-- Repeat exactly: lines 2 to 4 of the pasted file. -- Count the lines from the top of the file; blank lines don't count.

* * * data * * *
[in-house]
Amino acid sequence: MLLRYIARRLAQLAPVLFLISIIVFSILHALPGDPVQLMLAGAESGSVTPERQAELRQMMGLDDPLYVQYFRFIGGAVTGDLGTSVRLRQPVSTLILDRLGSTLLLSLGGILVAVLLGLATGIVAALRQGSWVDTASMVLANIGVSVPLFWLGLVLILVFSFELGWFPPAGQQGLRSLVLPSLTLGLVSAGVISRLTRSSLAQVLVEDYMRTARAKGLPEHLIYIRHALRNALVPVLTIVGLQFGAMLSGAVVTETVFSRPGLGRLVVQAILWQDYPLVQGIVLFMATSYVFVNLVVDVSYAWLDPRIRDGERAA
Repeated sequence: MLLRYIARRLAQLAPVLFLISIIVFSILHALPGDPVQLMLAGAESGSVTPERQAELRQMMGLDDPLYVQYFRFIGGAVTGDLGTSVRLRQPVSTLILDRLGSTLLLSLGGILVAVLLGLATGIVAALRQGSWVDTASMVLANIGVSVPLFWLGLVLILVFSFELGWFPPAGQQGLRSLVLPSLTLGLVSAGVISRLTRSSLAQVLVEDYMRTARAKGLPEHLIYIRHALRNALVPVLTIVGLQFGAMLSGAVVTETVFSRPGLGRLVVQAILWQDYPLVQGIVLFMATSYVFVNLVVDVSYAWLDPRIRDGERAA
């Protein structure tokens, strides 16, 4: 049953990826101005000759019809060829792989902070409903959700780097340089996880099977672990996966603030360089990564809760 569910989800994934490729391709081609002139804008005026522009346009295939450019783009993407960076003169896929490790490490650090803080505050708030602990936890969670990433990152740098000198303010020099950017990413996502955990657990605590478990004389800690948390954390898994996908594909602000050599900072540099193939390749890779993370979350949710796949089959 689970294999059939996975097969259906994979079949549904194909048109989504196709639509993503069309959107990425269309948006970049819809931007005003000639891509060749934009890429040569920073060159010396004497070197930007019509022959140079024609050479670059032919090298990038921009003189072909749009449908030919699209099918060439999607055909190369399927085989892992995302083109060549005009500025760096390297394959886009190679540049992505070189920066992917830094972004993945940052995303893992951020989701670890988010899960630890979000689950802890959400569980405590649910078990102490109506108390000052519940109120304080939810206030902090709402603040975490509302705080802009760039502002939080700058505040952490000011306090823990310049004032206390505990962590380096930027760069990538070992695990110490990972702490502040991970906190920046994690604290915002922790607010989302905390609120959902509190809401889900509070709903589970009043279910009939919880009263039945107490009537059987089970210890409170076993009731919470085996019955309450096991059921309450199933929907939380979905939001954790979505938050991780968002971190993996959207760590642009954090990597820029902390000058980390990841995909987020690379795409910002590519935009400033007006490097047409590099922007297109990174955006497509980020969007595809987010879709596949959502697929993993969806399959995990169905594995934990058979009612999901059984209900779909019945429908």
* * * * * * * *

Amino acid sequence: MLLRYIARRLAQLAPVLFLISIIVFSILHALPGDPVQLMLAGAESGSVTPERQAELRQMMGLDDPLYVQYFRFIGGAVTGDLGTSVRLRQPVSTLILDRLGSTLLLSLGGILVAVLLGLATGIVAALRQGSWVDTASMVLANIGVSVPLFWLGLVLILVFSFELGWFPPAGQQGLRSLVLPSLTLGLVSAGVISRLTRSSLAQVLVEDYMRTARAKGLPEHLIYIRHALRNALVPVLTIVGLQFGAMLSGAVVTETVFSRPGLGRLVVQAILWQDYPLVQGIVLFMATSYVFVNLVVDVSYAWLDPRIRDGERAA
Repeated sequence: MLLRYIARRLAQLAPVLFLISIIVFSILHALPGDPVQLMLAGAESGSVTPERQAELRQMMGLDDPLYVQYFRFIGGAVTGDLGTSVRLRQPVSTLILDRLGSTLLLSLGGILVAVLLGLATGIVAALRQGSWVDTASMVLANIGVSVPLFWLGLVLILVFSFELGWFPPAGQQGLRSLVLPSLTLGLVSAGVISRLTRSSLAQVLVEDYMRTARAKGLPEHLIYIRHALRNALVPVLTIVGLQFGAMLSGAVVTETVFSRPGLGRLVVQAILWQDYPLVQGIVLFMATSYVFVNLVVDVSYAWLDPRIRDGERAA
């Protein structure tokens, strides 16, 4: 049953990826101005000759019809060829792989902070409903959700780097340089996880099977672990996966603030360089990564809760 569910989800994934490729391709081609002139804008005026522009346009295939450019783009993407960076003169896929490790490490650090803080505050708030602990936890969670990433990152740098000198303010020099950017990413996502955990657990605590478990004389800690948390954390898994996908594909602000050599900072540099193939390749890779993370979350949710796949089959 689970294999059939996975097969259906994979079949549904194909048109989504196709639509993503069309959107990425269309948006970049819809931007005003000639891509060749934009890429040569920073060159010396004497070197930007019509022959140079024609050479670059032919090298990038921009003189072909749009449908030919699209099918060439999607055909190369399927085989892992995302083109060549005009500025760096390297394959886009190679540049992505070189920066992917830094972004993945940052995303893992951020989701670890988010899960630890979000689950802890959400569980405590649910078990102490109506108390000052519940109120304080939810206030902090709402603040975490509302705080802009760039502002939080700058505040952490000011306090823990310049004032206390505990962590380096930027760069990538070992695990110490990972702490502040991970906190920046994690604290915002922790607010989302905390609120959902509190809401889900509070709903589970009043279910009939919880009263039945107490009537059987089970210890409170076993009731919470085996019955309450096991059921309450199933929907939380979905939001954790979505938050991780968002971190993996959207760590642009954090990597820029902390000058980390990841995909987020690379795409910002590519935009400033007006490097047409590099922007297109990174955006497509980020969007595809987010879709596949959502697929993993969806399959995990169905594995934990058979009612999901059984209900779909019945429908």